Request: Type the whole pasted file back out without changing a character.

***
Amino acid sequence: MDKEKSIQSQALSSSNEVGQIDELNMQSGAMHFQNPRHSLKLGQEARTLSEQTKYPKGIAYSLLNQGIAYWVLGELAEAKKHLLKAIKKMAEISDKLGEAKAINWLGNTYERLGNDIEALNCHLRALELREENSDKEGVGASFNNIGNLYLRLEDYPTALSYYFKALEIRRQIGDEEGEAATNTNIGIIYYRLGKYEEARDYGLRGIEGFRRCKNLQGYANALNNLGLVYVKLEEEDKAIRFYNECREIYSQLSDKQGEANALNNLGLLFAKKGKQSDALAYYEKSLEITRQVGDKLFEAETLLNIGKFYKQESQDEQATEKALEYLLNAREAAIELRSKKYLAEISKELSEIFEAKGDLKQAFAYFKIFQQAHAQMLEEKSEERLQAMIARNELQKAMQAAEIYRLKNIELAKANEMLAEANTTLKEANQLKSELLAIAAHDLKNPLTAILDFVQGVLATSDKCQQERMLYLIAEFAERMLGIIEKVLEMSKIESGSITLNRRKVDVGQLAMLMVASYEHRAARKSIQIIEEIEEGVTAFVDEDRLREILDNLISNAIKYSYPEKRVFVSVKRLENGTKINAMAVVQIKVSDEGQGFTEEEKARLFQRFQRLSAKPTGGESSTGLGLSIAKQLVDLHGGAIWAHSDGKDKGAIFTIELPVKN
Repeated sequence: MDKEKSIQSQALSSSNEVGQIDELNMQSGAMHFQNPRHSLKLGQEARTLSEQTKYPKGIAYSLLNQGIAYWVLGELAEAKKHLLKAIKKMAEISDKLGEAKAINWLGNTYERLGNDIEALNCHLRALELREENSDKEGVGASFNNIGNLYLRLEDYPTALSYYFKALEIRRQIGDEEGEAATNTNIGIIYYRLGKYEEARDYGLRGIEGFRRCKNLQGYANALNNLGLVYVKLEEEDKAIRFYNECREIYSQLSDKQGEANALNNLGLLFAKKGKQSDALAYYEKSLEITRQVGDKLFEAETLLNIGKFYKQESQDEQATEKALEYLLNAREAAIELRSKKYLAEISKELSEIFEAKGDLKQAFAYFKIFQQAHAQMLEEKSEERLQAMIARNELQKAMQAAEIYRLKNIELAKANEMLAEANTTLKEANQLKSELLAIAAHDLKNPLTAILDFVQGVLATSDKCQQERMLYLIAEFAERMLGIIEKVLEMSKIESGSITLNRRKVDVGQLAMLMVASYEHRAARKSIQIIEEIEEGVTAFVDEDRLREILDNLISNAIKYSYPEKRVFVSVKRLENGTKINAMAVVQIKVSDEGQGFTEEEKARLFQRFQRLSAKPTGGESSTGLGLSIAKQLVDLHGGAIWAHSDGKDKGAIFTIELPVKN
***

Amino acid sequence: MDKEKSIQSQALSSSNEVGQIDELNMQSGAMHFQNPRHSLKLGQEARTLSEQTKYPKGIAYSLLNQGIAYWVLGELAEAKKHLLKAIKKMAEISDKLGEAKAINWLGNTYERLGNDIEALNCHLRALELREENSDKEGVGASFNNIGNLYLRLEDYPTALSYYFKALEIRRQIGDEEGEAATNTNIGIIYYRLGKYEEARDYGLRGIEGFRRCKNLQGYANALNNLGLVYVKLEEEDKAIRFYNECREIYSQLSDKQGEANALNNLGLLFAKKGKQSDALAYYEKSLEITRQVGDKLFEAETLLNIGKFYKQESQDEQATEKALEYLLNAREAAIELRSKKYLAEISKELSEIFEAKGDLKQAFAYFKIFQQAHAQMLEEKSEERLQAMIARNELQKAMQAAEIYRLKNIELAKANEMLAEANTTLKEANQLKSELLAIAAHDLKNPLTAILDFVQGVLATSDKCQQERMLYLIAEFAERMLGIIEKVLEMSKIESGSITLNRRKVDVGQLAMLMVASYEHRAARKSIQIIEEIEEGVTAFVDEDRLREILDNLISNAIKYSYPEKRVFVSVKRLENGTKINAMAVVQIKVSDEGQGFTEEEKARLFQRFQRLSAKPTGGESSTGLGLSIAKQLVDLHGGAIWAHSDGKDKGAIFTIELPVKN
Repeated sequence: MDKEKSIQSQALSSSNEVGQIDELNMQSGAMHFQNPRHSLKLGQEARTLSEQTKYPKGIAYSLLNQGIAYWVLGELAEAKKHLLKAIKKMAEISDKLGEAKAINWLGNTYERLGNDIEALNCHLRALELREENSDKEGVGASFNNIGNLYLRLEDYPTALSYYFKALEIRRQIGDEEGEAATNTNIGIIYYRLGKYEEARDYGLRGIEGFRRCKNLQGYANALNNLGLVYVKLEEEDKAIRFYNECREIYSQLSDKQGEANALNNLGLLFAKKGKQSDALAYYEKSLEITRQVGDKLFEAETLLNIGKFYKQESQDEQATEKALEYLLNAREAAIELRSKKYLAEISKELSEIFEAKGDLKQAFAYFKIFQQAHAQMLEEKSEERLQAMIARNELQKAMQAAEIYRLKNIELAKANEMLAEANTTLKEANQLKSELLAIAAHDLKNPLTAILDFVQGVLATSDKCQQERMLYLIAEFAERMLGIIEKVLEMSKIESGSITLNRRKVDVGQLAMLMVASYEHRAARKSIQIIEEIEEGVTAFVDEDRLREILDNLISNAIKYSYPEKRVFVSVKRLENGTKINAMAVVQIKVSDEGQGFTEEEKARLFQRFQRLSAKPTGGESSTGLGLSIAKQLVDLHGGAIWAHSDGKDKGAIFTIELPVKN